It was just after the Newtown massacre of 20 children — nearly three years and thousands of deadly shootings ago — when a group of Boston doctors wrote a journal article about a different solution to gun violence. Amid the tired political debate about whether we need fewer guns or more guns, they offered this advice: Change the conversation. Start talking about public health.
In other words, take the same approach to guns that our society has taken to reduce deaths from cigarettes or motor vehicle crashes. It’s hard to ban dangerous things outright or eliminate risks entirely. But you can do your best to mitigate the damage.
In the 1960s, thousands of children were poisoned every year by eating baby aspirin. Now, those numbers are minuscule, and not because anyone banned aspirin. We required safety caps on bottles of pills. We regulated the number of pills manufacturers could put in a bottle.
The analogies to firearm laws are clear. Sometimes, the wrong person will try to get his hands on a gun. But if we required smart locks, triggered by a gun owner’s fingerprint, we could keep a child from accidentally firing the gun in the cabinet — or a criminal from firing a stolen gun. If we reduced the legal size of a magazine clip, we could limit the number of bullets a would-be mass shooter could fire at once. A lot of small solutions, added together, could save countless lives.
Many of the doctors’ proposals were so sensible and simple that they should have been political no-brainers. That was three years ago. During which Congress has done precisely nothing.
If you’re looking for a reason why so many people are cynical about national politics, distrustful of institutions, and drawn to outsiders during presidential races, the lack of national action on gun violence is all you need.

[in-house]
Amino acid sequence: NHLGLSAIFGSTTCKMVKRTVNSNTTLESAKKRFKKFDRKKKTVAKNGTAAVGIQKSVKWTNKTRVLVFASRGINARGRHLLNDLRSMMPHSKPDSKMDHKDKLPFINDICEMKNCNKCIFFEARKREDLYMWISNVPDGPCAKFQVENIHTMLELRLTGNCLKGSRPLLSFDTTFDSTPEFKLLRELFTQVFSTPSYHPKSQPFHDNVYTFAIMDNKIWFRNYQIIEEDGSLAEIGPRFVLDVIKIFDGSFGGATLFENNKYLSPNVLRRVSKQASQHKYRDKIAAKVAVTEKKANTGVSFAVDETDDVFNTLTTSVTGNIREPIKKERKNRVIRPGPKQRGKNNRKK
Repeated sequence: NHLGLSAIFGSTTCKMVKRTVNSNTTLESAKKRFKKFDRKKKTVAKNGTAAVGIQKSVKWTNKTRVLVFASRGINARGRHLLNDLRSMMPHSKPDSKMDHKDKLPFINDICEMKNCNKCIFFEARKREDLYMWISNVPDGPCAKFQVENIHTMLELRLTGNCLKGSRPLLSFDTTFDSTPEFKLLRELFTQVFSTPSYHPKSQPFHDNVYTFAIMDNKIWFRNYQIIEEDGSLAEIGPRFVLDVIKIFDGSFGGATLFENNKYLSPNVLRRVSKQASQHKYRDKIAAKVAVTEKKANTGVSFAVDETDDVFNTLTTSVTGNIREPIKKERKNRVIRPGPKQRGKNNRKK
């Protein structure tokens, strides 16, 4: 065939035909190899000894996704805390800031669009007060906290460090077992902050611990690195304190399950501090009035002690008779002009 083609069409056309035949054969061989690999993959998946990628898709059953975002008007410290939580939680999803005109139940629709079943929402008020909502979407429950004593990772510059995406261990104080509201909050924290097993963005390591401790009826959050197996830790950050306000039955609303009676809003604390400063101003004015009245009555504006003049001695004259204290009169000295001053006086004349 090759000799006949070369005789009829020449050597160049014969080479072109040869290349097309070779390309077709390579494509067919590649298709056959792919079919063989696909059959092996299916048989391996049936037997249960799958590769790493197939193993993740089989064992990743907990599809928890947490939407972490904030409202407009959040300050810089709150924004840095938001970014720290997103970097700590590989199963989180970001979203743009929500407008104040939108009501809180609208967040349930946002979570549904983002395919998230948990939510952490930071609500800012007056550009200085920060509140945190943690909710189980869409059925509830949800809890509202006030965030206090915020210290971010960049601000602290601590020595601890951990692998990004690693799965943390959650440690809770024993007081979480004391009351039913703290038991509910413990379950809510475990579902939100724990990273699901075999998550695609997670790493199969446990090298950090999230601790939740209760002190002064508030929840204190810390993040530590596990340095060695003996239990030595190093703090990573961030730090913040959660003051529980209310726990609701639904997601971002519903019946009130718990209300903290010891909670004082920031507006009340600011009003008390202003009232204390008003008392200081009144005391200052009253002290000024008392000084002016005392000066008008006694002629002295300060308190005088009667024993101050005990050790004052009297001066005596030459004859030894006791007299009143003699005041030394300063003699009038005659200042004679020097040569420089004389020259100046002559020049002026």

Still, David Hemenway, a professor at the Harvard School of Public Health and a coauthor of that journal article, doesn’t feel the same sense of futility. He’s playing the long game, remembering the years of resistance to seatbelts and speed limits and other government-imposed risk reductions, the stagnancy that eventually gave way to victories and lives saved.
“Being in public health, it’s hard not to be an optimist,” he said.
In Hemenway’s glass-half-full view, a lot has changed in the past few years. We’re talking about gun violence more than ever. Shootings that once were sad local stories are national news. Democratic presidential candidates, who shied away from the issue for decades, are touting it on the stump.
There’s more political organization around gun regulation, more pro-regulation money in the system, from the likes of former New York mayor Michael Bloomberg. There’s more talk about the “public health approach” to solving problems. This seems a prime moment, when things are bubbling up: People are willing to listen and there’s a political will to act.
The stopper in the bottle is Congress.
The hope is that a few politicians will be able to change the paradigm.
As Hemenway points out, Australia passed its sweeping, effective gun laws in the 1990s because of bipartisan action. After one terrible mass shooting, the country’s newly elected conservative prime minister stepped up and led the way.
We need the same thing here: a few brave Republicans who will take the side of the majority of gun owners and US citizens, instead of a vocal minority. A presidential candidate or two who will give them cover, by talking about practical solutions instead of the standard political rhetoric.
Reducing gun violence doesn’t have to be divisive. It just has to be smart. How about it, Congress? You’re up. Again.